Archives for: October 2008, 14
My husband and I are back from spending a weekend with our Darling Daughter. It was Homecoming where she goes to college. All of the activities gave me many opportunities to observe people and their eating habits. It revived an issue I had when the GenoType Diet first came out.
There was an emphasis on how life in the womb impacted the genes of the growing baby. Here is a quote, “The Gatherer's motto — Whoever dies with the most wins — stems from a lack of food in the womb. By making food a top priority, you are able to ensure that you'll always have enough in times of scarcity. But watch out — in our plentiful times you can easily put on excess weight because of overeating.” One example was that a thin mother would produce a baby with thrifty genes – in other words a chubby baby. There was a study of women in a European country in World War II that was used to prove the theory. My interpretation was that the opposite would also have to be true. An over weight mother, consuming more than enough calories, would produce a child without thrifty genes who would grow up thin.
All I can say is that when I observe people, I don’t find that to be true. This weekend as I watched families together I didn’t see skinny parents with fat kids and fat parents with skinny kids. For the most part if mom and dad are thin, the kids are thin. If mom and dad are round, they have round kids.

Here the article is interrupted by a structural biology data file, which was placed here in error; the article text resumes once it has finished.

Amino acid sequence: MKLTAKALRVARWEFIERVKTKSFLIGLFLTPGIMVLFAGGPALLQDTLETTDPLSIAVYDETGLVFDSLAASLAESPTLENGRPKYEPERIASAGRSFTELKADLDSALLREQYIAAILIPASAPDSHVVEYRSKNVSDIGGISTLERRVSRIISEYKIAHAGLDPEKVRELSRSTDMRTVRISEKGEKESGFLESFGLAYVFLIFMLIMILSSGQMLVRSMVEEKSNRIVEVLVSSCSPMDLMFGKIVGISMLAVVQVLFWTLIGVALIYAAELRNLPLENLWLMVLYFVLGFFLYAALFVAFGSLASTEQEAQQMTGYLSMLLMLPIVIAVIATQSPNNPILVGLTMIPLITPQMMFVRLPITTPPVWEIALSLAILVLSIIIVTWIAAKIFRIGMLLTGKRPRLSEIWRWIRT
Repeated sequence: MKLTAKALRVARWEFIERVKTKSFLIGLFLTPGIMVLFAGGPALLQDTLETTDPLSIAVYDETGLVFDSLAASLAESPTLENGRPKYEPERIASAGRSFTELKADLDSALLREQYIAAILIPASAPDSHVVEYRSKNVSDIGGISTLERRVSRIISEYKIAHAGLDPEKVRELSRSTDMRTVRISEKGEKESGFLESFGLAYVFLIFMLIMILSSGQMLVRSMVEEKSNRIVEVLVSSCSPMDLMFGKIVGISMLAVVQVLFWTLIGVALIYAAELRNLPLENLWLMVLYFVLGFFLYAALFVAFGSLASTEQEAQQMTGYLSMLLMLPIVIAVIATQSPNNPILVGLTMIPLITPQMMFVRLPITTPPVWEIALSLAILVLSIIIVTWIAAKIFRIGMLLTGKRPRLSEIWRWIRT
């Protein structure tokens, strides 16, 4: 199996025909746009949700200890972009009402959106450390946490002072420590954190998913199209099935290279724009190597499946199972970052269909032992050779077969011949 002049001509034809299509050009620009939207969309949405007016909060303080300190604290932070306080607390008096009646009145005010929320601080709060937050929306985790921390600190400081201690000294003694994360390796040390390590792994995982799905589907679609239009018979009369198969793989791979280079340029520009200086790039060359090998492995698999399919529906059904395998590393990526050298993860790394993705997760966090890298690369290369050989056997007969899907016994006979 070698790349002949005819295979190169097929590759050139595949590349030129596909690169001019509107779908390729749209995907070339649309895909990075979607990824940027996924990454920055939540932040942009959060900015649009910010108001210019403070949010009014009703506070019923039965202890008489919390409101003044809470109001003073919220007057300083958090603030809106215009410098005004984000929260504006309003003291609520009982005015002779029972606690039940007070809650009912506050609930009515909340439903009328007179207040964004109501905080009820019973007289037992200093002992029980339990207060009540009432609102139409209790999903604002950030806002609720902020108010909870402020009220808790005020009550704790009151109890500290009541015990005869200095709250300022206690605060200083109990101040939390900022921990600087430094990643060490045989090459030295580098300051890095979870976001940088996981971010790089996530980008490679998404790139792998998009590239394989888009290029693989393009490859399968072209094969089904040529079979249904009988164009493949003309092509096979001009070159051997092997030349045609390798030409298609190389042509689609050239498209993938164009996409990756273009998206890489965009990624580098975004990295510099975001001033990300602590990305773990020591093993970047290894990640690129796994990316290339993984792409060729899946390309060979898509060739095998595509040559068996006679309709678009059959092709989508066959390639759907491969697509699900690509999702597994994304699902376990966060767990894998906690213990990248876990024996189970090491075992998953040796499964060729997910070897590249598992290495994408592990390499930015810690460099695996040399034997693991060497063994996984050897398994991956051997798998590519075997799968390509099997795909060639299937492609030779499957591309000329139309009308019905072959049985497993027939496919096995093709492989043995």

I can’t say whether this is genetic – in other words whether the tendency to be fat or thin is built into the cells of the children – or whether it is behavioral – thin parents eat a certain way and exercise a certain way and those behaviors are picked up by their offspring. What I do know is that as we walked around campus, I rarely saw a thin mom with an overweight child.
If the idea of thrifty genes was universally true, one place it could be observed today would be in African countries plagued by famine. However, our church has been involved in work with several African orphanages. Some of the orphans come to the US to sing and speak in order to raise funds to keep the orphanages going. These kids were born to poverty stricken, starving mothers. Yet when they are moved to an environment were they get plenty to eat, and even when they visit the US where there is an abundance of food, they are not overweight.
I was pleased with how much good food is available in this college town. We ate one meal at an Arbys – which used to serve nothing but beef for Type Os and nothing at all for Type As. My husband had a remarkably healthy chicken sandwich, and I had a Martha’s Vineyard salad with chicken, apples, and cranberries. Another meal was at a Chinese restaurant where they were happy to adjust the meals for our blood types. Sunday lunch was at a restaurant that had a great variety of fresh vegetables.
There is a grocery store across the street from campus where DD can buy almost everything she needs to supplement the dorm cafeteria food. She says the fresh fruit prices are even better than the prices at home. Now that’s my idea of thrifty.